‘Very good,’ retorted the doctor; ‘then so much the more reason for acceding to my proposition.’
Finally the treaty was entered into; and the parties thereunto sat down to wait, with some impatience, until Oliver should awake.
The patience of the two ladies was destined to undergo a longer trial than Mr. Losberne had led them to expect; for hour after hour passed on, and still Oliver slumbered heavily. It was evening, indeed, before the kind-hearted doctor brought them the intelligence, that he was at length sufficiently restored to be spoken to. The boy was very ill, he said, and weak from the loss of blood; but his mind was so troubled with anxiety to disclose something, that he deemed it better to give him the opportunity, than to insist upon his remaining quiet until next morning: which he should otherwise have done.
The conference was a long one. Oliver told them all his simple history, and was often compelled to stop, by pain and want of strength. It was a solemn thing, to hear, in the darkened room, the feeble voice of the sick child recounting a weary catalogue of evils and calamities which hard men had brought upon him. Oh! if when we oppress and grind our fellow-creatures, we bestowed but one thought on the dark evidences of human error, which, like dense and heavy clouds, are rising, slowly it is true, but not less surely, to Heaven, to pour their after-vengeance on our heads; if we heard but one instant, in imagination, the deep testimony of dead men’s voices, which no power can stifle, and no pride shut out; where would be the injury and injustice, the suffering, misery, cruelty, and wrong, that each day’s life brings with it!
Oliver’s pillow was smoothed by gentle hands that night; and loveliness and virtue watched him as he slept. He felt calm and happy, and could have died without a murmur.
The momentous interview was no sooner concluded, and Oliver composed to rest again, than the doctor, after wiping his eyes, and condemning them for being weak all at once, betook himself downstairs to open upon Mr. Giles. And finding nobody about the parlours, it occurred to him, that he could perhaps originate the proceedings with better effect in the kitchen; so into the kitchen he went.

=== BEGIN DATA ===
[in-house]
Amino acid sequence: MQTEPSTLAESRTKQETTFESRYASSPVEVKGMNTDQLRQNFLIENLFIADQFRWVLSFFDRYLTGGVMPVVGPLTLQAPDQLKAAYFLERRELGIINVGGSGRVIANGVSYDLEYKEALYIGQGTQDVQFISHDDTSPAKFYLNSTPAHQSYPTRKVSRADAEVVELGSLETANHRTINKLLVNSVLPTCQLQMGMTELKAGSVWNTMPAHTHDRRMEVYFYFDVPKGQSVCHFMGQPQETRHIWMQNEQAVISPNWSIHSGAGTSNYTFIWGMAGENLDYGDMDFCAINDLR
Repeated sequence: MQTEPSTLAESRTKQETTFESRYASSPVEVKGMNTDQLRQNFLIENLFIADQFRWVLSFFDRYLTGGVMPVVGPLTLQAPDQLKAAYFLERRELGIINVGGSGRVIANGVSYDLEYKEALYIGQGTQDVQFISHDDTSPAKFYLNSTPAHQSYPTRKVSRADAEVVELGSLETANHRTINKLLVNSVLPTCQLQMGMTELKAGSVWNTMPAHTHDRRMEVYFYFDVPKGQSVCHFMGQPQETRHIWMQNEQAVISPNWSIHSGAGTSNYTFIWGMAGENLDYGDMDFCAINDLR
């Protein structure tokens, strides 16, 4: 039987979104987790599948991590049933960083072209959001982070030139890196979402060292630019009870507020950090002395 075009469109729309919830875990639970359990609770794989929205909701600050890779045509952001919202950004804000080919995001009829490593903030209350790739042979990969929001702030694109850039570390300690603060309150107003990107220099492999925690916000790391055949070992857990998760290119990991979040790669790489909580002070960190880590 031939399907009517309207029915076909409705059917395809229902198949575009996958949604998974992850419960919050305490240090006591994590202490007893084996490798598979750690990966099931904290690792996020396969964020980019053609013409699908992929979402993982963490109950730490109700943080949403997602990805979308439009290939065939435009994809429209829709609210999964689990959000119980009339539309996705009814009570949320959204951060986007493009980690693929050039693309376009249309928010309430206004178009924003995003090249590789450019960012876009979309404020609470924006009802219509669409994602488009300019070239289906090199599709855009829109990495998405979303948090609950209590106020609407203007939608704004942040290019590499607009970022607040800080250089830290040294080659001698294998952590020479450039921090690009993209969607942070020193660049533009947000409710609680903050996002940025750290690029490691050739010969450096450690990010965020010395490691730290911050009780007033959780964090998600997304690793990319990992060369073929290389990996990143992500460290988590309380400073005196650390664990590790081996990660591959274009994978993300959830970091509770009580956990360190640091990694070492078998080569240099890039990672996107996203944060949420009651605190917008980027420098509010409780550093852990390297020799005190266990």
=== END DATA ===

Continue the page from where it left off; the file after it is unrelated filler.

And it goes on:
There were assembled, in that lower house of the domestic parliament, the women-servants, Mr. Brittles, Mr. Giles, the tinker (who had received a special invitation to regale himself for the remainder of the day, in consideration of his services), and the constable. The latter gentleman had a large staff, a large head, large features, and large half-boots; and he looked as if he had been taking a proportionate allowance of ale—as indeed he had.
The adventures of the previous night were still under discussion; for Mr. Giles was expatiating upon his presence of mind, when the doctor entered; Mr. Brittles, with a mug of ale in his hand, was corroborating everything, before his superior said it.
‘Sit still!’ said the doctor, waving his hand.
‘Thank you, sir, said Mr. Giles. ‘Misses wished some ale to be given out, sir; and as I felt no ways inclined for my own little room, sir, and was disposed for company, I am taking mine among ‘em here.’
Brittles headed a low murmur, by which the ladies and gentlemen generally were understood to express the gratification they derived from Mr. Giles’s condescension. Mr. Giles looked round with a patronising air, as much as to say that so long as they behaved properly, he would never desert them.